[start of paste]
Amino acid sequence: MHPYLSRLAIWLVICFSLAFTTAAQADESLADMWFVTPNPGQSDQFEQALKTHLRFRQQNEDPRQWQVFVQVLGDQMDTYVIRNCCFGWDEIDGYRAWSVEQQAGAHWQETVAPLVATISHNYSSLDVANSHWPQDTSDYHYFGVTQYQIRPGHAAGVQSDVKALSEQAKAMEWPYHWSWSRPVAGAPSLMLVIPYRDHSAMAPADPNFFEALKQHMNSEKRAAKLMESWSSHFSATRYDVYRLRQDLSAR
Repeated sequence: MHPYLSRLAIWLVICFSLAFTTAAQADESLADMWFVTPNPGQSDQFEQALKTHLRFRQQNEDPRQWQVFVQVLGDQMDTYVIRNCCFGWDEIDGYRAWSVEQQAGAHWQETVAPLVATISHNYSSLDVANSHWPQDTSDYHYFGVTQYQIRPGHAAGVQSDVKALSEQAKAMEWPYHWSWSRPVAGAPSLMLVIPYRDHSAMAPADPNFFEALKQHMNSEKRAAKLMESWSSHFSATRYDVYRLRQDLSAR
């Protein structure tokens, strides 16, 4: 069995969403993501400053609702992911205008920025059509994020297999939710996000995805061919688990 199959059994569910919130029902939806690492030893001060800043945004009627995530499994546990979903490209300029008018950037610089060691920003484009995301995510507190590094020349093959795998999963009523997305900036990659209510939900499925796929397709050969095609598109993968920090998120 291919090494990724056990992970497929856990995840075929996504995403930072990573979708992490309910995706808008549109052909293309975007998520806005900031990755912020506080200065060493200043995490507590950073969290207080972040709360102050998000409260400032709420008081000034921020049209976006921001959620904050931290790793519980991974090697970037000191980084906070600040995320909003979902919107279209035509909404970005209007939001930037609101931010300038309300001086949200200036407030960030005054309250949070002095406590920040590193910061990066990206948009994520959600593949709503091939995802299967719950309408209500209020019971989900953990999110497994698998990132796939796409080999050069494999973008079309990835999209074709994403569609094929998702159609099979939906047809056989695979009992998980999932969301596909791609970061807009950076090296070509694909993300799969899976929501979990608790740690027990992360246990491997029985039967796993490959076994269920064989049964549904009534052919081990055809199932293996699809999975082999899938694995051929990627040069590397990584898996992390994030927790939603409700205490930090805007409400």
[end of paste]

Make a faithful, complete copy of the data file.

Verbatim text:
Amino acid sequence: MHPYLSRLAIWLVICFSLAFTTAAQADESLADMWFVTPNPGQSDQFEQALKTHLRFRQQNEDPRQWQVFVQVLGDQMDTYVIRNCCFGWDEIDGYRAWSVEQQAGAHWQETVAPLVATISHNYSSLDVANSHWPQDTSDYHYFGVTQYQIRPGHAAGVQSDVKALSEQAKAMEWPYHWSWSRPVAGAPSLMLVIPYRDHSAMAPADPNFFEALKQHMNSEKRAAKLMESWSSHFSATRYDVYRLRQDLSAR
Repeated sequence: MHPYLSRLAIWLVICFSLAFTTAAQADESLADMWFVTPNPGQSDQFEQALKTHLRFRQQNEDPRQWQVFVQVLGDQMDTYVIRNCCFGWDEIDGYRAWSVEQQAGAHWQETVAPLVATISHNYSSLDVANSHWPQDTSDYHYFGVTQYQIRPGHAAGVQSDVKALSEQAKAMEWPYHWSWSRPVAGAPSLMLVIPYRDHSAMAPADPNFFEALKQHMNSEKRAAKLMESWSSHFSATRYDVYRLRQDLSAR
């Protein structure tokens, strides 16, 4: 069995969403993501400053609702992911205008920025059509994020297999939710996000995805061919688990 199959059994569910919130029902939806690492030893001060800043945004009627995530499994546990979903490209300029008018950037610089060691920003484009995301995510507190590094020349093959795998999963009523997305900036990659209510939900499925796929397709050969095609598109993968920090998120 291919090494990724056990992970497929856990995840075929996504995403930072990573979708992490309910995706808008549109052909293309975007998520806005900031990755912020506080200065060493200043995490507590950073969290207080972040709360102050998000409260400032709420008081000034921020049209976006921001959620904050931290790793519980991974090697970037000191980084906070600040995320909003979902919107279209035509909404970005209007939001930037609101931010300038309300001086949200200036407030960030005054309250949070002095406590920040590193910061990066990206948009994520959600593949709503091939995802299967719950309408209500209020019971989900953990999110497994698998990132796939796409080999050069494999973008079309990835999209074709994403569609094929998702159609099979939906047809056989695979009992998980999932969301596909791609970061807009950076090296070509694909993300799969899976929501979990608790740690027990992360246990491997029985039967796993490959076994269920064989049964549904009534052919081990055809199932293996699809999975082999899938694995051929990627040069590397990584898996992390994030927790939603409700205490930090805007409400």